Don’t rush overseas votingThe Constitutional Court ruled on Thursday that limiting the voting rights of Korean citizens abroad is unconstitutional. In doing so, the court reversed its own 1999 ruling that such limits were constitutional. In this ruling the court said that the decision was based on international norms and that overseas voting would help develop the capacity of the country and its people.
As a result, the participation of overseas Koreans could become a big factor in elections. At the end of 2005, there were 1.7 million Korean citizens of voting age with residence rights abroad, and another 1.15 million students and employees of South Korean companies overseas ― all in all a total of 2.8 million people. In size, it is a population equal to South Gyeongsang. Considering that the vote differential in the 1997 and 2002 presidential elections was only 390,000 and 570,000 votes, respectively, this could become a decisive factor.
In light of this fact, there is great friction in political circles over the issue. On Thursday, a National Assembly committee hotly debated the matter. The Grand National Party argued that the ruling should be incorporated in time for the upcoming presidential elections, while the Uri Party said the ruling should be applied gradually.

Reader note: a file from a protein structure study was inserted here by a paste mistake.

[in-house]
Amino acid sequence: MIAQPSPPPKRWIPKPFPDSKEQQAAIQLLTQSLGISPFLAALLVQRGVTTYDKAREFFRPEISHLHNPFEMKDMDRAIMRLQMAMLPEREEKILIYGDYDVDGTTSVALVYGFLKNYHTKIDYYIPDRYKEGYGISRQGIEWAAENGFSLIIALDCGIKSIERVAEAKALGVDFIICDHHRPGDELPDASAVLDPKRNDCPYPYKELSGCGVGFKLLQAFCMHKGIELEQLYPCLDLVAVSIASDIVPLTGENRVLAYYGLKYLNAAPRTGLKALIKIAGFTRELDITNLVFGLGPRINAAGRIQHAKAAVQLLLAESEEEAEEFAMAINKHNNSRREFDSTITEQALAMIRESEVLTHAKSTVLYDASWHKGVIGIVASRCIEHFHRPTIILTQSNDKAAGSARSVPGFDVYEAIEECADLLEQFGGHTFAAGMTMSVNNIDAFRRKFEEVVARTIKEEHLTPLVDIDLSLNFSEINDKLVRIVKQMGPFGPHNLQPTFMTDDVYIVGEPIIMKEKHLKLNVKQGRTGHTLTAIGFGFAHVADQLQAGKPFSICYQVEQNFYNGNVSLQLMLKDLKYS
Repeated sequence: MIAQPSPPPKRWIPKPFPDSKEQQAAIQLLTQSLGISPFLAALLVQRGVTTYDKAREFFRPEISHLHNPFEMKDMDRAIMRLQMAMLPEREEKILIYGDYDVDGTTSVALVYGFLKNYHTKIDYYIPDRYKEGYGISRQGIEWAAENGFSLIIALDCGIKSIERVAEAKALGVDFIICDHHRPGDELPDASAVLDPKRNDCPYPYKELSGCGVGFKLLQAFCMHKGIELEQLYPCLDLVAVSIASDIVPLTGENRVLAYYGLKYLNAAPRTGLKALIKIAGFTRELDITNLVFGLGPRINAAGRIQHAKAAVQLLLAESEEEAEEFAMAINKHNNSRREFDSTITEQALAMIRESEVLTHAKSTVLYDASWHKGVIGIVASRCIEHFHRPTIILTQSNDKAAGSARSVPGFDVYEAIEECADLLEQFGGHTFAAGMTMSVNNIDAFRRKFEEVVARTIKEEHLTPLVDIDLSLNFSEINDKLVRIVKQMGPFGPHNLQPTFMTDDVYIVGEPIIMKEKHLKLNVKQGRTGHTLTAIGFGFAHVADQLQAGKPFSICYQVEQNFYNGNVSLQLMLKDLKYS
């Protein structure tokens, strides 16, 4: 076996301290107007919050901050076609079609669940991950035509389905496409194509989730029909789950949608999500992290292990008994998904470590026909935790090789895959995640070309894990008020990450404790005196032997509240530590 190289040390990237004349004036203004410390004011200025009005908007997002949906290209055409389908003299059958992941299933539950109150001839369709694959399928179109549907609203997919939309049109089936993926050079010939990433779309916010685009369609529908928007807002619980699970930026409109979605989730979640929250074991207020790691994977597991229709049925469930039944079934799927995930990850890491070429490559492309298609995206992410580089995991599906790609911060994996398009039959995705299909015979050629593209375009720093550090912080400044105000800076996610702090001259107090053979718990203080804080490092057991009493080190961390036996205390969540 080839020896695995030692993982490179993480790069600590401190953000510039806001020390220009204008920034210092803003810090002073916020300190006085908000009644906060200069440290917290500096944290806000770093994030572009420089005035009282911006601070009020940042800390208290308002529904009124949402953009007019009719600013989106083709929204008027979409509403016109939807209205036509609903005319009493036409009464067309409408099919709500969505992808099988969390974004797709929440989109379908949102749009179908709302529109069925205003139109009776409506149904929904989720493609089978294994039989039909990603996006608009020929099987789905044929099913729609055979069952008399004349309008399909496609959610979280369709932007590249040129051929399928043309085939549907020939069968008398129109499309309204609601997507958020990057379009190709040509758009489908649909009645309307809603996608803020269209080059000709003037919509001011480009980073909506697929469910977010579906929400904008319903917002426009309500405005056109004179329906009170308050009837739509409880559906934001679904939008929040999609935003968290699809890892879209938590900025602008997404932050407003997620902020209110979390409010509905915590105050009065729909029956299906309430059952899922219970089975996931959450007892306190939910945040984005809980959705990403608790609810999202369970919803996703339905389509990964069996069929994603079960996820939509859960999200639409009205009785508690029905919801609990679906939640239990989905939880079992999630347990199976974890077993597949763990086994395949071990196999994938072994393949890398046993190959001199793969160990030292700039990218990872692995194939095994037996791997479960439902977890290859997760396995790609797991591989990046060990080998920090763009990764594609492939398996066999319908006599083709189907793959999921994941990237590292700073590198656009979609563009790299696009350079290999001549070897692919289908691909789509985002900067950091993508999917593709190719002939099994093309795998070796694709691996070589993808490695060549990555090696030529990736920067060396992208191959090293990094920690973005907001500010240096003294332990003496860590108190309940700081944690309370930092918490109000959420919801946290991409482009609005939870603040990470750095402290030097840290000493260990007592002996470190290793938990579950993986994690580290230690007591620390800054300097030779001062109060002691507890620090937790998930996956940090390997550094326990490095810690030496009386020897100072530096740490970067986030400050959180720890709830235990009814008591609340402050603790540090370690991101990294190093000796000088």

If such useless debates continue, it is better to take more time and prepare thoroughly for the change. The Constitutional Court, fearing legal confusion, gave a grace period of one year for implementation, meaning the new rights would not take effect until after the next election cycle. The National Election Commission also said that in order to have a stable process, the ruling should become law at least six months before an election. Devising a potential voter pool and determining who is eligible to vote is a time-consuming process. There are also technical issues such as establishing voting centers.
Whether to introduce Internet-based voting, measures to prevent election rigging and illegal campaign guidelines are also closely linked with the sovereignty of the countries in which Koreans reside.
And if voting is to be acknowledged as a basic right even without the responsibility to pay taxes and serve in the military, the question arises whether this is fair to those who pay taxes and submit to the military draft.
There is also the issue of longtime Korean residents of Japan. The policy must also be pursued in such a way as to not harm the efforts of overseas Koreans to be incorporated smoothly into their communities.